Comments on: TI Announces OMAP Development Platform

Texas Instruments has announced that it will release the Innovator Development Kit for its OMAP processor platform in the third quarter of this year. It will help developers create wireless apps that will run on handhelds that are powered by TI's OMAP processors. This includes the handhelds Palm Inc. will start releasing near the end of this summer, which run Palm OS 5.
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Pricing is for losers

I.M. Anonymous @ 4/23/2002 4:04:58 PM #
Has TI learned nothing from PALM? Make the dev kit free and developers will write apps. When the market is flooded with OMAP apps, people will by products with OMAP to use the apps. TI get a clue!
RE: Pricing is for losers
I.M. Anonymous @ 4/23/2002 4:22:17 PM #
Prophetic words.

If history repeats, it's going to be priced to choke anybody other than a Fortune 500. TI's DSP development tools are obscenely priced - $3000 and up.

RE: Pricing is for losers
I.M. Anonymous @ 4/23/2002 4:54:01 PM #
The kit contains hardware for development purposes.

Should TI absorb the cost of the hardware, and give the kit away for free?!

RE: Pricing is for losers
I.M. Anonymous @ 4/23/2002 5:39:36 PM #
No, it shouldn't be free, but it should be at a reasonable cost. The $3K+ I mentioned for the DSP is for software only - keep reachin' real deep into your pocket if you want any HDK's.
It's for OEMs, not end users
I.M. Anonymous @ 4/23/2002 8:06:05 PM #
It looks like it's targeted towards OEMs (Palm, Handspring, Samsung, etc) looking at producing a PalmOS 5 PDA or smart phone (or Symbian, Nokia Series 60, or WinCE), making it easy for them to put together a product with an OMAP processor, OS, and various peripherals (802.11b, etc).

It's not intended to compete with CodeWarrior, etc.

And, BTW, TI's Code Composer also includes extras such as royalty free licence for the DSP/BIOS RTOS (OK, I still think CC is pricey, but not way out of line compared with other commercial embedded development tools). If you're just playing around with DSP's you can get DSK's with assemblers or Code Composer (limited to the DSK) for $200 - $400.

God .. can humans get any dummer .....
I.M. Anonymous @ 4/23/2002 8:56:10 PM #
understand the subject before complaining ...
RE: Pricing is for losers
mikemusick @ 4/23/2002 9:05:35 PM #
The complaint about the high price of the DSP development tools is a valid one. While many DSP implementations are embedded products (and therefore OEM territory), there is an emerging market in industrial process tools that are intended to be downloadable with user-created DSP code - provided you have the means to generate that code. The $400 DSK cannot create downloadables, so you're back to running with the big dogs.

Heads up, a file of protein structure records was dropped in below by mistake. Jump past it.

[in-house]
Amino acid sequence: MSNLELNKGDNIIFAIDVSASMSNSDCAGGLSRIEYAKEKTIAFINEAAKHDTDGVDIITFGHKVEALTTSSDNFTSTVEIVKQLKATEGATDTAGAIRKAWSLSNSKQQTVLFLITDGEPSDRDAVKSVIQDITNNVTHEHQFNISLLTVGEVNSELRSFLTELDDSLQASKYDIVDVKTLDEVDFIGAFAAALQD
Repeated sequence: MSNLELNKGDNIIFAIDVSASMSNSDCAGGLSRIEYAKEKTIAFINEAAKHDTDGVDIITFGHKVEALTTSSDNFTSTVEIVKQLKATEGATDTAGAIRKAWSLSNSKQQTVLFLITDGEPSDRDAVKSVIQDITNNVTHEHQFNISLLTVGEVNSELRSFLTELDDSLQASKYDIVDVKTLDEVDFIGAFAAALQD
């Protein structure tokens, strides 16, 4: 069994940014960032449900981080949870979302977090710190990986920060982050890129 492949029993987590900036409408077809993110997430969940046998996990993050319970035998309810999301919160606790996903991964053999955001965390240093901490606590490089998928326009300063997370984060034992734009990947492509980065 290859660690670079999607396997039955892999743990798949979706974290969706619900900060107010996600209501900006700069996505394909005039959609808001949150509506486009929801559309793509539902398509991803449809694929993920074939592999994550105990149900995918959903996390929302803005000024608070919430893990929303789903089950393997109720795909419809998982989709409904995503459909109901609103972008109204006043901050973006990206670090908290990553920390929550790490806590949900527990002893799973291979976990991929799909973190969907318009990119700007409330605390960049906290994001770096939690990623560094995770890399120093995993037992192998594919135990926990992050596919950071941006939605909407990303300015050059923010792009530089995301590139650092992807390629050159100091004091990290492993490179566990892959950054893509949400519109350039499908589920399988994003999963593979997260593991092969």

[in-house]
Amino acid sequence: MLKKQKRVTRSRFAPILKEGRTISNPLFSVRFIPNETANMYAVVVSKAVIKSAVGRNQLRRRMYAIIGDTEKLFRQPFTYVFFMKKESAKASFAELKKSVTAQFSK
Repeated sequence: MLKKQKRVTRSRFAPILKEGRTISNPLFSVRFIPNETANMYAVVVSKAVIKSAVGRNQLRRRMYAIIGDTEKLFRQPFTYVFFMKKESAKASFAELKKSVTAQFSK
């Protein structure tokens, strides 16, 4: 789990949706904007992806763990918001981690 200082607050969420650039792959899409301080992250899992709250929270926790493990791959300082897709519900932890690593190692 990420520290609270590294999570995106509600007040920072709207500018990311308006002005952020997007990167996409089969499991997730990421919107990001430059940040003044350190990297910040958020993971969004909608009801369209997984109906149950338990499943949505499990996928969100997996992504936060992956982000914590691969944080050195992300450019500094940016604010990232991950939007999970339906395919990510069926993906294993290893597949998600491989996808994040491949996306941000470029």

Incidentally, Code Composer for OMAP is $4500. I'm curious how that is going to relate to the pricing of the Innovator Development Kit, and therefore indicate how aggressive TI is going to be about seeding development.

RE: Pricing is for losers
I.M. Anonymous @ 4/24/2002 1:44:57 PM #
>>Naturally, this won't be the only tool for developers to write apps for Palm's OS 5 devices but it will probably be the best one for those who want to write applications that make the most of the OMAP processor.

Hmmm. As a developer, i'd stick to supporting the standard communications APIs in Palm OS - which will in turn, already allow me to take advantage of TCP/IP communcations over whatever network (including 2.5 and 3G) is made available by the service/hardware utilized by the user (except for the Vii/i705 of course). Honestly, i don't understand how it is that so many companies expect developers to shell for some system that provides optimization for their proprietary technology. I'll leave it to PalmSource to bring this together in the OS. My company can't afford to gamble (on the adoption of OMAP as a signicant standard, for example). Users want standard internet inter-operability (ie: TCP/IP). Since this will work over 2.5/3G then why do companies insist on a proprietary 'cell phone' approach to PDA communcations development? Personally, thats why i would never bank on the PalmVii/i705 approach (or web clipping for that matter). These are interim solutions with no long term future: as soon as the bandwidth /memory is cheaply available, then the only thing that we will see on PDAs (and probably natively on cell phone aswell) is full, standard TCP/IP application development - with the 'ugly details' of the network layer hidden from the developer - as it should be, and has been in the Desktop for years.

This TI dev kit makes sense for manufacturers, but as for their assertion that developers can use this to build apps that are optimized for this hardware - i can't imagine why. This lack of standardization (so popular these days in wireless/PDA circles) is a step backwards.


I.M. Anonymous @ 4/23/2002 9:34:54 PM #
If they gave all this hardware for free then everybody would want one eventhough they might be able to use it. Pricing development tools like this is to make sure you are serious about developing DSP code and not just playing around.
RE: Pricing
I.M. Anonymous @ 4/24/2002 6:16:30 AM #
So what's wrong with playing around? Many developers learn new things just by downloading and playing with stuff.

I'm sure the devkit will popup on some warez site or on some p2p network.



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